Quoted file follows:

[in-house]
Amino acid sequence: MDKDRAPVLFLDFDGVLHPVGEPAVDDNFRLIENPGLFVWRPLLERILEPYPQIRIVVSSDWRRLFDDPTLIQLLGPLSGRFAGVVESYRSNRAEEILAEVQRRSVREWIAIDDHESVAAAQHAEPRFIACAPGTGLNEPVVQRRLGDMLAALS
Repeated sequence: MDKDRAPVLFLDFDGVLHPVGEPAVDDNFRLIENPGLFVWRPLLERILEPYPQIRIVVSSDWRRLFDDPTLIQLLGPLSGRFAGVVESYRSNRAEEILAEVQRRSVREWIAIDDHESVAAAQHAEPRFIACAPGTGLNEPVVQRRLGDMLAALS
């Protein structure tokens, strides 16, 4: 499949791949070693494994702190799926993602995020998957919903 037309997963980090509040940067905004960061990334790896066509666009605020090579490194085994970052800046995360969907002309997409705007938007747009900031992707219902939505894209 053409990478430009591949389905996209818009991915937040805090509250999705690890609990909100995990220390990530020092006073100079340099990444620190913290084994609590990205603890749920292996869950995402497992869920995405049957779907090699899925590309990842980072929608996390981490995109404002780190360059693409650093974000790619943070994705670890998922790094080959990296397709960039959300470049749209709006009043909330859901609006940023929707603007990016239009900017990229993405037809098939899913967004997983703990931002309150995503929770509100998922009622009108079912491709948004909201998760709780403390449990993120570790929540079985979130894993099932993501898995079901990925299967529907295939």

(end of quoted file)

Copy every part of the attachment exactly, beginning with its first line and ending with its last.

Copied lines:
[in-house]
Amino acid sequence: MDKDRAPVLFLDFDGVLHPVGEPAVDDNFRLIENPGLFVWRPLLERILEPYPQIRIVVSSDWRRLFDDPTLIQLLGPLSGRFAGVVESYRSNRAEEILAEVQRRSVREWIAIDDHESVAAAQHAEPRFIACAPGTGLNEPVVQRRLGDMLAALS
Repeated sequence: MDKDRAPVLFLDFDGVLHPVGEPAVDDNFRLIENPGLFVWRPLLERILEPYPQIRIVVSSDWRRLFDDPTLIQLLGPLSGRFAGVVESYRSNRAEEILAEVQRRSVREWIAIDDHESVAAAQHAEPRFIACAPGTGLNEPVVQRRLGDMLAALS
């Protein structure tokens, strides 16, 4: 499949791949070693494994702190799926993602995020998957919903 037309997963980090509040940067905004960061990334790896066509666009605020090579490194085994970052800046995360969907002309997409705007938007747009900031992707219902939505894209 053409990478430009591949389905996209818009991915937040805090509250999705690890609990909100995990220390990530020092006073100079340099990444620190913290084994609590990205603890749920292996869950995402497992869920995405049957779907090699899925590309990842980072929608996390981490995109404002780190360059693409650093974000790619943070994705670890998922790094080959990296397709960039959300470049749209709006009043909330859901609006940023929707603007990016239009900017990229993405037809098939899913967004997983703990931002309150995503929770509100998922009622009108079912491709948004909201998760709780403390449990993120570790929540079985979130894993099932993501898995079901990925299967529907295939």